"From where I sit Google's Art Project looks like a bandwagon everyone should jump on," states art critic Roberta Smith in her New York Times article, "The Work of Art in the Age of Google."
Is Google's latest info-venture a good thing? Smith believes so because it makes visual knowledge more accessible. She admits that cruising through one of the 17 participating museums' online offerings can't compare to experiencing the real, "breathing" things, but says that the next best thing to works of art--the simulation of them--has become better.
|van Gogh Museum, Amsterdam courtesy Google Art Project|
Maybe virtual visual encounters are not really about being better or worse than real, live ones. Instead, it seems to me to have more to do with the two experiences being inherently different. A work of art is usually a physical thing, seen or experienced in a physical space, where senses beyond sight mitigated by a screen (and touch by a mouse/pad) are employed. A reproduction of an artwork, such as a photograph, might also be a physical thing, but once digitized and viewed through a computer interface, it becomes a cyber-thing, which is not the same as being part of the physical, or "real" world.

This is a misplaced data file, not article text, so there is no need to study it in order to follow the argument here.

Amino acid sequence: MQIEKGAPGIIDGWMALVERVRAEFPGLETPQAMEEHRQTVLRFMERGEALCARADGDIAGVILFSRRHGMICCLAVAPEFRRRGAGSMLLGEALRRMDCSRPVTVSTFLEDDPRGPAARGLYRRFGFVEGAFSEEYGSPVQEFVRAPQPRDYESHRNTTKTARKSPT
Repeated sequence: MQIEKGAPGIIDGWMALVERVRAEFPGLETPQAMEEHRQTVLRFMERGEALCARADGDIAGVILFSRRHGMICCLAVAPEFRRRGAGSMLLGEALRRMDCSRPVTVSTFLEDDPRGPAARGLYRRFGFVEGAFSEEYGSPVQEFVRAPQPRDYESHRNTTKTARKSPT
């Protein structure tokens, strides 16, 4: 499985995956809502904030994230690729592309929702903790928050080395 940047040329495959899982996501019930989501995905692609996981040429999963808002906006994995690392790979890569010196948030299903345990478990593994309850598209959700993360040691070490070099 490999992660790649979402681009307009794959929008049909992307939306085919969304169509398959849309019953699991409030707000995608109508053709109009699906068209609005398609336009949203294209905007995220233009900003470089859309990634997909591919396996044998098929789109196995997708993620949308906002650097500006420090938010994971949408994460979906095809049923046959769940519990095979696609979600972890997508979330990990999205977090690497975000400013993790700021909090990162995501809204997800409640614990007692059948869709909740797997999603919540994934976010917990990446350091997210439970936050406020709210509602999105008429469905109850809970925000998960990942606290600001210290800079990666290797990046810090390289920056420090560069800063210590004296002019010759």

Apparently, Google's project offers super-high, mega-pixel resolution of certain "star" works as well as provides an adaptation of its Street View program, which Google uses for the museums' interiors. It's definitely worth checking out; as Smith points out, Art Project offers "time, quiet and stasis" because one can look at her leisure when and wherever she wants. Yet, this quiet encounter remains a LONELY one. Sure, one could then blog about it, or create and share one's own collection of masterpieces as the site invites, but where's the real, human interaction that is part and parcel to the experience of a great work of human creativity? Where are the fellow art lovers from other cultures, all jostling and positioning to get a closer look; where is the opportunity to engage with museum staff or to gauge the reaction of a small child to van Gogh's Starry Night? What concerns me about Art Project is the creeping disintegration of our shared connection to the humanities with this type of "connectedness."